"I'm excited to have Torey as our manager," said Hazen. "We share the same goals and mindset about how to be a championship-caliber organization."
He spent the last 4 seasons in the Red Sox' organization as the Bench Coach under John Farrell, including a stint as the interim manager from Aug. 14, 2015-end of the season while Farrell was on medical leave. During his time in Boston, Lovullo helped guide the Red Sox to a World Series championship in 2013 and 2 division titles (2013, '16). He also served as Farrell's Bench Coach for the 2014 American League All-Star Team in Minnesota. Prior to the Red Sox, he was the First Base Coach for Farrell's staff with the Blue Jays from 2011-12.
"I appreciate the opportunity to join the D-backs family," said Lovullo. "I'm excited to get to work with the staff and players to help lead this organization back to title contention. I also thank the Boston Red Sox for the invaluable opportunities provided to me over the last 4 years."
In 9 seasons as a Minor League manager in the Indians (2002-09) and Red Sox (2010) systems, Lovullo owned a combined .661 winning percentage (661-609) with Triple-A Pawtucket (2010), Columbus (2009) and Buffalo (2006-08), Double-A Akron (2005), and Single-A Kinston (2003-04) and Columbus (2002). While with Akron, he earned both Baseball America Double-A Manager of the Year and Eastern League Manager after guiding the Aeros to the 2005 EL Championship. In 2004, he was named the Carolina League Manager of the Year after leading the Indians to the CL title. He led Columbus to the South Atlantic League final in his managerial debut in 2002.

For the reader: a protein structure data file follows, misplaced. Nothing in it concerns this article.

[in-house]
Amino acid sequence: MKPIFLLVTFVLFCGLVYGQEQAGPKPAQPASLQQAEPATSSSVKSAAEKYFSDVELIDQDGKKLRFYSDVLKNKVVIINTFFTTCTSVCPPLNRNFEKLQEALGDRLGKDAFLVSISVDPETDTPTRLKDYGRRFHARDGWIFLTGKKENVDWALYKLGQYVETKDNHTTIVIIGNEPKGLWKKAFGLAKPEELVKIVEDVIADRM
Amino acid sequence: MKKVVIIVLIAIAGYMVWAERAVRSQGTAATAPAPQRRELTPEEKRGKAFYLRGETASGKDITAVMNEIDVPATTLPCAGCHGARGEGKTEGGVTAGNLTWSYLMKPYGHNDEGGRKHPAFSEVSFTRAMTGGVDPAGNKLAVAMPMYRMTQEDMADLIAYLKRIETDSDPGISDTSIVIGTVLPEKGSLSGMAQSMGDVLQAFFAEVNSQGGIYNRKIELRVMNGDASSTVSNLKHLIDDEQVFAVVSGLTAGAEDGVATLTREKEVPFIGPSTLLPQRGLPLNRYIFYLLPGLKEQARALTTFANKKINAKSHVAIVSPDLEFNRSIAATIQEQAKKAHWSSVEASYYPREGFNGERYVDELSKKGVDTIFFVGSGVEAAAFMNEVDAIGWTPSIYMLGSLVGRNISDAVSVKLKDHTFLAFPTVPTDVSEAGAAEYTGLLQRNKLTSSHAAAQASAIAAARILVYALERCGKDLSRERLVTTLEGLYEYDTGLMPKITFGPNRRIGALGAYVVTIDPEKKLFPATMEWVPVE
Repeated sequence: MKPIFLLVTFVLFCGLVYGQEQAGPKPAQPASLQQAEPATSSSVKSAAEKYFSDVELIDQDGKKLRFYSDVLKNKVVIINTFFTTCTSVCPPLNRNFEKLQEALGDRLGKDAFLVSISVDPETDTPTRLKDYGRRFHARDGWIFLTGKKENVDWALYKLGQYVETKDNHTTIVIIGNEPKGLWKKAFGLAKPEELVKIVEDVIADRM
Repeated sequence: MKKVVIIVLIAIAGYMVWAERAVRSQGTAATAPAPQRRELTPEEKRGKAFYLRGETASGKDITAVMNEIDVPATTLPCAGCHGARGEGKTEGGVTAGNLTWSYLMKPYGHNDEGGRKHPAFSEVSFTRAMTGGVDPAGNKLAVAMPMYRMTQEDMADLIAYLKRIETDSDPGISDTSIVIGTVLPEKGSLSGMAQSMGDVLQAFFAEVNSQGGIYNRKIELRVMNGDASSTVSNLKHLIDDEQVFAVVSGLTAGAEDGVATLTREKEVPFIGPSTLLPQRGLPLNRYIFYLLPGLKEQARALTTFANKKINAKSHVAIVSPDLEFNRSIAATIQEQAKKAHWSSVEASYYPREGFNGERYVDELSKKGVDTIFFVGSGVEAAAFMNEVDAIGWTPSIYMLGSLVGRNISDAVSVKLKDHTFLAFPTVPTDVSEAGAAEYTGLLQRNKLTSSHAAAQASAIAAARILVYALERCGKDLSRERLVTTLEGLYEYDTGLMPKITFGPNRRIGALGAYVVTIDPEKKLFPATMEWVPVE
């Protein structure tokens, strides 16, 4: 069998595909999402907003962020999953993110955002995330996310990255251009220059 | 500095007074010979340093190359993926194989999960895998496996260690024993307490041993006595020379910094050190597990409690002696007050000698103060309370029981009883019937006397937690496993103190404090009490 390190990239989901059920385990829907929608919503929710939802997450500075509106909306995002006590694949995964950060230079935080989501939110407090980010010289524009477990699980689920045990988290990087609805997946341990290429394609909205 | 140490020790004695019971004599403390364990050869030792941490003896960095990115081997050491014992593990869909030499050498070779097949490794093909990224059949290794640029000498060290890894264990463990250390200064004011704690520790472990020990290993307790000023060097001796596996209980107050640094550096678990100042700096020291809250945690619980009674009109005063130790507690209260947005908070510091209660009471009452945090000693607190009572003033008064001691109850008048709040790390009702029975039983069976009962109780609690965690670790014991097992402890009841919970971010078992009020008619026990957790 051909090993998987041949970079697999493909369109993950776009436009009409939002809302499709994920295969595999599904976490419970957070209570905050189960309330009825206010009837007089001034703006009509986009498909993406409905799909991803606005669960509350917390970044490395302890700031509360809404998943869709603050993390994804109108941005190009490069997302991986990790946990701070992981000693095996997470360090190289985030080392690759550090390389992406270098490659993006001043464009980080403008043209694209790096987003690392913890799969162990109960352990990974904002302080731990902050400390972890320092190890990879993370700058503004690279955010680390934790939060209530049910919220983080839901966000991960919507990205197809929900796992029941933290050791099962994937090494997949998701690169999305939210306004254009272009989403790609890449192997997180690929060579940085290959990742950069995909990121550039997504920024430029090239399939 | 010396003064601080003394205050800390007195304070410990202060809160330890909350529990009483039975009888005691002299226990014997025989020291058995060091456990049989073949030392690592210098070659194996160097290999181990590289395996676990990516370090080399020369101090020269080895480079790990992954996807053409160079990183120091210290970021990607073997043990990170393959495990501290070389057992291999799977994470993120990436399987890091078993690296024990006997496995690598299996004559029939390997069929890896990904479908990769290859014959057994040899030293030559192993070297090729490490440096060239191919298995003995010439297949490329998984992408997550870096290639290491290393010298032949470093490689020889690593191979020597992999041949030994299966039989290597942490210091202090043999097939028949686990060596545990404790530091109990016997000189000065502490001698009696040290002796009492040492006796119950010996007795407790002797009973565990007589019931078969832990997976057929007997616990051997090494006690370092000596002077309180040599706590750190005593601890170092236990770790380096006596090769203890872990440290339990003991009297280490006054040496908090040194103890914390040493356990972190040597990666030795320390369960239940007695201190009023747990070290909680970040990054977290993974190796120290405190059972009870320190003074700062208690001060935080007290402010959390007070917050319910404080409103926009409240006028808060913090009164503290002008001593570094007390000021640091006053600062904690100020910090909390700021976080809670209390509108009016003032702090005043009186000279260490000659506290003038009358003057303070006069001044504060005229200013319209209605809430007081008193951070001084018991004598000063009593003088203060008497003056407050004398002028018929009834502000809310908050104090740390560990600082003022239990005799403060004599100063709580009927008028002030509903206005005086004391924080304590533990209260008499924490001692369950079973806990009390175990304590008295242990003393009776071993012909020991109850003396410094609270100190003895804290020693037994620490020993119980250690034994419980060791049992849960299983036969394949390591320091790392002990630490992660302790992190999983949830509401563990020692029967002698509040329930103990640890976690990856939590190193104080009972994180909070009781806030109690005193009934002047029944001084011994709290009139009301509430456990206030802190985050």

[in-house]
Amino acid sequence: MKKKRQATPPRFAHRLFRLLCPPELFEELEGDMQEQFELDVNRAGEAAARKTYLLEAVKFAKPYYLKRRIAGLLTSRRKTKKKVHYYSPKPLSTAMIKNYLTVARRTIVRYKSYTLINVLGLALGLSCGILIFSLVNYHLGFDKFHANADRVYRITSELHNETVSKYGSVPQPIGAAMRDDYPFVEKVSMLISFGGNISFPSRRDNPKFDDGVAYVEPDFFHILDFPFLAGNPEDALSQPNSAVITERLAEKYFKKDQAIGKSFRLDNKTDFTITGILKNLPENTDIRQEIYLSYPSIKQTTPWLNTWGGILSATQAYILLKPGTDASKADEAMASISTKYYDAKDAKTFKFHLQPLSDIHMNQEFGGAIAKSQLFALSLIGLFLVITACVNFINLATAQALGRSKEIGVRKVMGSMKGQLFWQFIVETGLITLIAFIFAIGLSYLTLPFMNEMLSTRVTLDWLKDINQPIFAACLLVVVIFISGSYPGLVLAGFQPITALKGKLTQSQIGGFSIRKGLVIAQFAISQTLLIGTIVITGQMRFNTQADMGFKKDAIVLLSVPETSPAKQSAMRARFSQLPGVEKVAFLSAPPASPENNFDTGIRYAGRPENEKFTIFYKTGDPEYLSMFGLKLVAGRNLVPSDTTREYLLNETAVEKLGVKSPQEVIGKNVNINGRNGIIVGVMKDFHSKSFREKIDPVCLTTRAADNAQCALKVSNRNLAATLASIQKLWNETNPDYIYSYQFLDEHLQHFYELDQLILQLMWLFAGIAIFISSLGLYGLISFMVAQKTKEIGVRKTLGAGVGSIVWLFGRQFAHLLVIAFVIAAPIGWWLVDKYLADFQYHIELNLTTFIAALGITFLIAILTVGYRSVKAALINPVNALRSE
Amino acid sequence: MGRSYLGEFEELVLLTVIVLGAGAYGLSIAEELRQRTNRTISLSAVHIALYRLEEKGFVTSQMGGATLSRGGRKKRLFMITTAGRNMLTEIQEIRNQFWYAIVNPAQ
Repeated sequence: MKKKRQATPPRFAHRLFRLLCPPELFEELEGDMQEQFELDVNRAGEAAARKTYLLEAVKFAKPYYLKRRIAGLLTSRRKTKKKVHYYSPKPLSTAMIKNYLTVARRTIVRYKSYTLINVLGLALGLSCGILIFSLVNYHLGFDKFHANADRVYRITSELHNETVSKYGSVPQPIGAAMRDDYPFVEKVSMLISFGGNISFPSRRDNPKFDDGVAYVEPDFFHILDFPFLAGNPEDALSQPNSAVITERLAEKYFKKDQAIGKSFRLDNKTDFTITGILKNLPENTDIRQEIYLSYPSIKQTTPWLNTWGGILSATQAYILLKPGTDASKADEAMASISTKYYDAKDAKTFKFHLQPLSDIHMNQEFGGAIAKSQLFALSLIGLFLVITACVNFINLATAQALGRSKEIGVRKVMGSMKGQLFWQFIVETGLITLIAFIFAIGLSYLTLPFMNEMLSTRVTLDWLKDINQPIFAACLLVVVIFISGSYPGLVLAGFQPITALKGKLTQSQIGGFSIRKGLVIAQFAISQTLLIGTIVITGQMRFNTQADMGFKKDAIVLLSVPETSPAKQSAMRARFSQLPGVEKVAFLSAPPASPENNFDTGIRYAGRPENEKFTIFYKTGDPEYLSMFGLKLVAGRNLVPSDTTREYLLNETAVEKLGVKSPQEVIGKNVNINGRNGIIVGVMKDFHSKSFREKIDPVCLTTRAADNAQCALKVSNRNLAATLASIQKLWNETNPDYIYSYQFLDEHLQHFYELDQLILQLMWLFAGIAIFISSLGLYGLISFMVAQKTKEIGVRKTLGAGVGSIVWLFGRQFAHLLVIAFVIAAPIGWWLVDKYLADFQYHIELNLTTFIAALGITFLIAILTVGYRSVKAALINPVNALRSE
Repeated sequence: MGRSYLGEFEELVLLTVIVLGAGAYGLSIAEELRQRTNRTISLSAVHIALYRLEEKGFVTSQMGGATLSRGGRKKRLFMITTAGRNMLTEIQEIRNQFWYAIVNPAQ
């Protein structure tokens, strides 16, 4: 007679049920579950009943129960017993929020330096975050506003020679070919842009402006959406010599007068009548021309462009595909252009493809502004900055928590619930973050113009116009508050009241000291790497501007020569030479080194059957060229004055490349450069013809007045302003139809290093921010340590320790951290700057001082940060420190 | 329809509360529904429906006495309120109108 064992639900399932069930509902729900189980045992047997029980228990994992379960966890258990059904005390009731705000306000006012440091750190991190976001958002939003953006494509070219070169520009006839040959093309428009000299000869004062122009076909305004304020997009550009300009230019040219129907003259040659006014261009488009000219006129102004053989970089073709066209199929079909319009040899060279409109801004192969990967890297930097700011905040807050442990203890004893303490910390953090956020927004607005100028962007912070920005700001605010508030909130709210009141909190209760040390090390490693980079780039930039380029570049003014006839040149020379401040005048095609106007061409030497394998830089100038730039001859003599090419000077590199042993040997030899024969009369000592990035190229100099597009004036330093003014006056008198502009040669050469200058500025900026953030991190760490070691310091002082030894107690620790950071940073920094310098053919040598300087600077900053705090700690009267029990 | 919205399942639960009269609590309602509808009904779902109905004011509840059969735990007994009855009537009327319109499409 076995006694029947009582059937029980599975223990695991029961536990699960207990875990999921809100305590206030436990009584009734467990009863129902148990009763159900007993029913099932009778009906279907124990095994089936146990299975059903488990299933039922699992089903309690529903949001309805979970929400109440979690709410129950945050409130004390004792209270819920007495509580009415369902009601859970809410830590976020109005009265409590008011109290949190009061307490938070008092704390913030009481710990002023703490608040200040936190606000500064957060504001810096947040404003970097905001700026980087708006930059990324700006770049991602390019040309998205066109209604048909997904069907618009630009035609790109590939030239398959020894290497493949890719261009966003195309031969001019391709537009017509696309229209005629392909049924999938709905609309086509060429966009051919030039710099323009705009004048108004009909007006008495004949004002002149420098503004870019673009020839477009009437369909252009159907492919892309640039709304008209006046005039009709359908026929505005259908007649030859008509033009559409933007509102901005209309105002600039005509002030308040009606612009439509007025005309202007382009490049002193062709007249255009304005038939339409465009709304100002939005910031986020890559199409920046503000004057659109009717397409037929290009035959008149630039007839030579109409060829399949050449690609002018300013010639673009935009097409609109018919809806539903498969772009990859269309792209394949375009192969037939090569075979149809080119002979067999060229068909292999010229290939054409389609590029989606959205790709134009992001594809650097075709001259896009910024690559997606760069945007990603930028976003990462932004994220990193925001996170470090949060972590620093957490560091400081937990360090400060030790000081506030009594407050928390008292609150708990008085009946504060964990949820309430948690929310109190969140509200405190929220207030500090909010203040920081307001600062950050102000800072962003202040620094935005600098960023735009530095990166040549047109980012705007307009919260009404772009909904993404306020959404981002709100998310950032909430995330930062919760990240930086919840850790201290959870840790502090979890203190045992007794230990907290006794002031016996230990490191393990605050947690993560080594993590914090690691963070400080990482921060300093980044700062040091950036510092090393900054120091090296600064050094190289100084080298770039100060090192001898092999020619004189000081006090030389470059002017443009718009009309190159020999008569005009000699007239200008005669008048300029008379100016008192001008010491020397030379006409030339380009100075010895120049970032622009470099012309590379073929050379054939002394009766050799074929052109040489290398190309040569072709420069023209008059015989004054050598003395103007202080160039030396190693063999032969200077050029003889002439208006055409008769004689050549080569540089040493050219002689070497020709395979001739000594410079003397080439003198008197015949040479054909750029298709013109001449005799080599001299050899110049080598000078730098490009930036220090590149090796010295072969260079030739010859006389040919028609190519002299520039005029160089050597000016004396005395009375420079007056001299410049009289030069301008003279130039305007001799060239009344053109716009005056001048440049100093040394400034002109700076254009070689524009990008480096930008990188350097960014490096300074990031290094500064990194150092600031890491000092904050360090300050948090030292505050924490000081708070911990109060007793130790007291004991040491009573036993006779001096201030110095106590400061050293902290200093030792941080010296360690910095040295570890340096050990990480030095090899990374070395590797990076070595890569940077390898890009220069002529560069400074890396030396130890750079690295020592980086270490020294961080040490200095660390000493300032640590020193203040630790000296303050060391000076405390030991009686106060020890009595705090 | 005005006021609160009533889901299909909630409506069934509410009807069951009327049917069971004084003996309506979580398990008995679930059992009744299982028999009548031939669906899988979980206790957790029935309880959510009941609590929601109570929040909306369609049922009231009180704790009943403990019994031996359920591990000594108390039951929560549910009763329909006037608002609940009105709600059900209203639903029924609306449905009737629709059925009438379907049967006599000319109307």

Lovullo began his coaching career in 2001 as a roving coordinator in the Indians' organization.
Over parts of 8 seasons with the Tigers (1988-89), Yankees (1991), Angels (1993), Mariners (1994), A's (1996), Indians (1998) and Phillies (1999), he hit .224 (165-for-737) with 35 doubles, 15 homers and 60 RBI in 303 career games. He saw action at second base, first base, third base, shortstop, right field and left field as well as designated hitter. Lovullo concluded his career with the Yakult Swallows of the Japan Central League in 2000.
The Santa Monica, Calif., native played collegiately at the University of California, Los Angeles from 1984-87, where he left as the Bruins' career leader in at-bats (856), hits (266), runs (211), home runs (51), RBI (188) and walks (180). He was named Pac-10 Player of the Year twice (1986-87), the first player in conference history to win the honors in consecutive years, as well as being UCLA baseball's first consensus All-America selection as a senior. He was inducted into the UCLA Athletics Hall of Fame in 1999.
Lovullo and his wife, Kristen, have two sons, Nick and Connor, and one daughter, Taylor.